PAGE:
- Base-Breaking Character: In the 1960s, Coltrane was this for jazz fans in general; his music was extremely divisive, and got more so as the decade went on; how you felt about Coltrane pretty much defined whether you were or weren't interested in modern jazz. When Coltrane died, the respected English poet and jazz critic Philip Larkin wrote in his newspaper column "I mourn his death, as I mourn any man's; but I can't conceal that it leaves in jazz a vast, blessed silence."
- Creator Worship: Despite being polarising during his lifetime, he has become a literal case in some circles, which literally consider him a saint. More mundanely, as mentioned on the main page, his influence affected almost everyone who picked up a saxophone for several decades - among his contemporaries, arguably only fellow Miles alumnus Wayne Shorter (Weather Report, etc.) has had any comparable degree of influence.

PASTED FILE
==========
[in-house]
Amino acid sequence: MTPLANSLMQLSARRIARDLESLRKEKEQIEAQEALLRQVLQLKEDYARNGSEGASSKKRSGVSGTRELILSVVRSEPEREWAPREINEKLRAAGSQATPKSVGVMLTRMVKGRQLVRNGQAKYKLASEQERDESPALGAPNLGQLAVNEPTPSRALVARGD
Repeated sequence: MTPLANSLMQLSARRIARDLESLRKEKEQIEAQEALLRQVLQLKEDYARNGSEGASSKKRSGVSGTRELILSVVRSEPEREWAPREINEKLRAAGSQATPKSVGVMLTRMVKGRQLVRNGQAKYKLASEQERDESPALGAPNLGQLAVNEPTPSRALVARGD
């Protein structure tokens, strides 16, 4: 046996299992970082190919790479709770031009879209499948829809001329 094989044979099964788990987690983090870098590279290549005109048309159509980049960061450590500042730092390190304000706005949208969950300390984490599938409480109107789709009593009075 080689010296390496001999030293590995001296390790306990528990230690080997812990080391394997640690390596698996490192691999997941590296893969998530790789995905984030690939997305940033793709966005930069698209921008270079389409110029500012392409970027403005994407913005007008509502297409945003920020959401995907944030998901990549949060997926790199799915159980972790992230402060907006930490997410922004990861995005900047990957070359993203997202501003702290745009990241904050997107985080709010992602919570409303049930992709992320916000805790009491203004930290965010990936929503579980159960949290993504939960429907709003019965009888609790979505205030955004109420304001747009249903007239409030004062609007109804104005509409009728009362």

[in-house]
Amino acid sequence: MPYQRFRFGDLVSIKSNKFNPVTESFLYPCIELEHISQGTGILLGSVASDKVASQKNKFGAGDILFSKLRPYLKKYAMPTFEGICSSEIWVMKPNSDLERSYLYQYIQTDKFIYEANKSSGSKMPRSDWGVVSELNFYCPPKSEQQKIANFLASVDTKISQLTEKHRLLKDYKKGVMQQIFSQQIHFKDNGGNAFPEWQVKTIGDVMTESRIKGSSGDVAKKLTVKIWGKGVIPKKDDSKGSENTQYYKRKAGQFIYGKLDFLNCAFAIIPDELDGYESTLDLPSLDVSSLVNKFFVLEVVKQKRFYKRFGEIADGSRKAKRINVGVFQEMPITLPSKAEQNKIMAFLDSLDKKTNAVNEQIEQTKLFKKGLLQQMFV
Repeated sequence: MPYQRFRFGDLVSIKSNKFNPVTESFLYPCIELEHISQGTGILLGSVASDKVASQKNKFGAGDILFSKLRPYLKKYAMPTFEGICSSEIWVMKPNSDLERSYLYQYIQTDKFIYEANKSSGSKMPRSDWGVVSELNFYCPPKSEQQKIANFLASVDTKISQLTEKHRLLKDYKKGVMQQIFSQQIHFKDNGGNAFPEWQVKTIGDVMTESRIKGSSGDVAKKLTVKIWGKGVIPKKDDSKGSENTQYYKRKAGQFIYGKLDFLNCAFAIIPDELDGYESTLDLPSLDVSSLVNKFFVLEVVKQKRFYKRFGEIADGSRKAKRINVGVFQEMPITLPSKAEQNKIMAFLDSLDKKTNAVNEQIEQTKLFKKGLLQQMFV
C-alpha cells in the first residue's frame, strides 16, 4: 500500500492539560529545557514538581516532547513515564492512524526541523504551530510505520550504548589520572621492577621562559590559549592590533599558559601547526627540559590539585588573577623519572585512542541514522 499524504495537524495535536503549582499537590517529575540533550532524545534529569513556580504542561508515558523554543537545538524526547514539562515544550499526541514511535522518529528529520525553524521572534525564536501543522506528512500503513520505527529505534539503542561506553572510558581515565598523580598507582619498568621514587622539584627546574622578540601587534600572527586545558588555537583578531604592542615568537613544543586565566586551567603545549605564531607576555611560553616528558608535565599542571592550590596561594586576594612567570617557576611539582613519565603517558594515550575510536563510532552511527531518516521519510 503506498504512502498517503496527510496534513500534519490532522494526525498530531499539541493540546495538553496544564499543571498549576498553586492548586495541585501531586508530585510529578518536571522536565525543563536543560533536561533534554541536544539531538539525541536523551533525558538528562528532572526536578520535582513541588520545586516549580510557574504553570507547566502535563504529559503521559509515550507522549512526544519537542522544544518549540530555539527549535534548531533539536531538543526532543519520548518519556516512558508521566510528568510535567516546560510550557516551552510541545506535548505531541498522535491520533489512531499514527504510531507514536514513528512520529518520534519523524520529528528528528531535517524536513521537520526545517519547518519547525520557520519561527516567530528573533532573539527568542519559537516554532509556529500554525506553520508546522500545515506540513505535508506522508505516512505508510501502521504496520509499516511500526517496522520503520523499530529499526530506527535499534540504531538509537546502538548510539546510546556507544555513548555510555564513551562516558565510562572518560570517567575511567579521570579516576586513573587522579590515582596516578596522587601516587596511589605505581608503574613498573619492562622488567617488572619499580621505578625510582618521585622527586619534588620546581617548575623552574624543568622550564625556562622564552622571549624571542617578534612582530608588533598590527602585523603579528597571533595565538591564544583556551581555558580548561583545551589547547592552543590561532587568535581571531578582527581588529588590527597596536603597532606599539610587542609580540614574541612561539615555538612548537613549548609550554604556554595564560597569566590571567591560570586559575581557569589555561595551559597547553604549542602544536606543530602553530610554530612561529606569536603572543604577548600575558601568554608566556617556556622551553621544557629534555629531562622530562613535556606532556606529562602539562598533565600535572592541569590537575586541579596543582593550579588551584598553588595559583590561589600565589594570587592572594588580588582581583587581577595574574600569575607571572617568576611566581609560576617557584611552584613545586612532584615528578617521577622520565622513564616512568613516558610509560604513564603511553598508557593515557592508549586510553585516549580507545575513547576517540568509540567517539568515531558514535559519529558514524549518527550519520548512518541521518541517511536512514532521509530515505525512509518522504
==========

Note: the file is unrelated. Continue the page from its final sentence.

- Nightmare Fuel: Pharoah Sander's soloing on "Om" can be extremely terrifying at parts.
- Tear Jerker: Alabama, Coltranes tribute to the victims of the 16th Street Baptist Church bombing.
- Vindicated by History: Coltrane is now one of the most respected and even beloved figures in jazz, but during his career he was one of the most divisive, with some critics accusing him of being an 'enemy of jazz' and suchlike.
YMMV / John Coltrane